I used to love the summers. I looked forward to them because the days were longer, kids were out of school, and everyone just seemed genuinely happier. If you want to know more of what I’m talking about read the lyrics to Will Smith’s, Summertime. Anyway, from as far back as I can remember the fourth of July had such happy memories. It always felt like a family reunion. There was food, family, fun, fireworks, and the occasional wild fire or maybe a trip to the ER. I never knew what was going to happen, I just knew it was always going to be a good time. That was, until seven years ago when my husband passed away unexpectedly on the Fourth of July.
July 4, 2013, became a surreal representation of the meaning of the word, “independence”. I became something I never thought I would be at 40, a widow. My husband, Bob, had a sudden, massive heart attack and died. The doctor said he didn’t suffer so I tried to take comfort in that but truth be told, there’s little comfort in anything anyone says when you lose someone you love. You have to hold on to those things (or at least I did) to get you through the questions and the unknowns that crop up in retrospect. What if I had been there? Could I have saved his life? Did he realize what was going on? Did he really not suffer? Why? Why did this happen to him, to me, to our children, to us? I realized that dwelling on these things would drive me crazy. So instead of dwelling on them, I kept moving forward.
My employer graciously allowed me to take as much time off as I needed to try to get through this trauma. For a while, family and friends stayed with us day and night. They made sure our basic survival needs were met; we ate, showered, and slept. They did everything they could to make our lives easier. Eventually, they had to leave and I had to face this new life and the weight of it all. No one could have prepared me for this—every day, every event, and every celebration without the person who had been by my side for almost everything else over the last 17 years.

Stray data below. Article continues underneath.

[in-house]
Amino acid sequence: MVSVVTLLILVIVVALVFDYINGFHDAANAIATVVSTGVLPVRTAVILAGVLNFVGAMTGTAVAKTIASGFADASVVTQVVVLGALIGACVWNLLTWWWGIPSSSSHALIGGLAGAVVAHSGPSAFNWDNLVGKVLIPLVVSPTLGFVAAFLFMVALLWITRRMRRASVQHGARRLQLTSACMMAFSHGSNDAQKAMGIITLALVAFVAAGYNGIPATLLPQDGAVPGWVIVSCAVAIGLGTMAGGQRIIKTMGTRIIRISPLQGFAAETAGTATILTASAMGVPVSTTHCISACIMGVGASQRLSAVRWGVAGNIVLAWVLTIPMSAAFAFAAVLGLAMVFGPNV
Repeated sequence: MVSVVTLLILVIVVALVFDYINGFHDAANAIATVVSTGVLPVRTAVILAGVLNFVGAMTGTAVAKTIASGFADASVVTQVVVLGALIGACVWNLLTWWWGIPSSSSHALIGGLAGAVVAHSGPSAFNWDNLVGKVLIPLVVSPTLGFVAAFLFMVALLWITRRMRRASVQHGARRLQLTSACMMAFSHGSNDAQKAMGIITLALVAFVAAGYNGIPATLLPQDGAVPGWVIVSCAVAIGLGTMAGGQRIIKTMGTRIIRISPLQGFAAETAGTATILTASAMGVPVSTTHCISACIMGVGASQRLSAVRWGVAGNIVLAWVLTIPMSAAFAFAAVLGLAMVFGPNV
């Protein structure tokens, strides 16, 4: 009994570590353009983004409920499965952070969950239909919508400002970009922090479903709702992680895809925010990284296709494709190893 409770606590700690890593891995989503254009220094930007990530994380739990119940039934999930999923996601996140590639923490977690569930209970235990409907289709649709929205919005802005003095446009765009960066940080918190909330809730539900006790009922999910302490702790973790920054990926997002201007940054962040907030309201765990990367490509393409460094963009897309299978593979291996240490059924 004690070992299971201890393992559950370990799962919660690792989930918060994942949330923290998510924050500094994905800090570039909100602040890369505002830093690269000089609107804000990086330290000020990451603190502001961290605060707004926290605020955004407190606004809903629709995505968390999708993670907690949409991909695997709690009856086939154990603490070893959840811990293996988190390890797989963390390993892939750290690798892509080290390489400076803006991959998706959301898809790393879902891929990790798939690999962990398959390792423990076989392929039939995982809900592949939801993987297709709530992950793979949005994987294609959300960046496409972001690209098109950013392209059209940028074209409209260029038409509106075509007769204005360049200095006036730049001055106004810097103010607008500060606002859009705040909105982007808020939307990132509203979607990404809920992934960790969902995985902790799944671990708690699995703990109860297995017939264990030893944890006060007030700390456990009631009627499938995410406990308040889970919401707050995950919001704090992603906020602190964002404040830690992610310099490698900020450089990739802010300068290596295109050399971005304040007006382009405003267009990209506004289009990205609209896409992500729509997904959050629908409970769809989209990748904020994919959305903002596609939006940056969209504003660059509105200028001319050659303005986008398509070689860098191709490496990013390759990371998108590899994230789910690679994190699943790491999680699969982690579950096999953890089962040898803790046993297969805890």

The first year was extremely hard. I existed, I cried, and I prayed. I cried a lot at first, mostly in the shower because I didn’t want the kids to see how sad I was. I knew that I had to be there for them as best I could, until bedtime. Bedtime was the time that I both anticipated and dreaded. Anticipation of being alone and letting go; dread because I was left alone to let go. I felt free to cry and to try to process the loss while dealing with the events of the day. Maybe it would have been better that the kids (and everyone else) see me cry more. I guess I felt like I needed the kids to know that one of their parents was still around. I also felt like I needed to be strong and crying in front of everyone didn’t feel like an exhibition of strength. In hindsight, I realize the tremendous strength found in vulnerability and admitting the need for help getting through the tough times.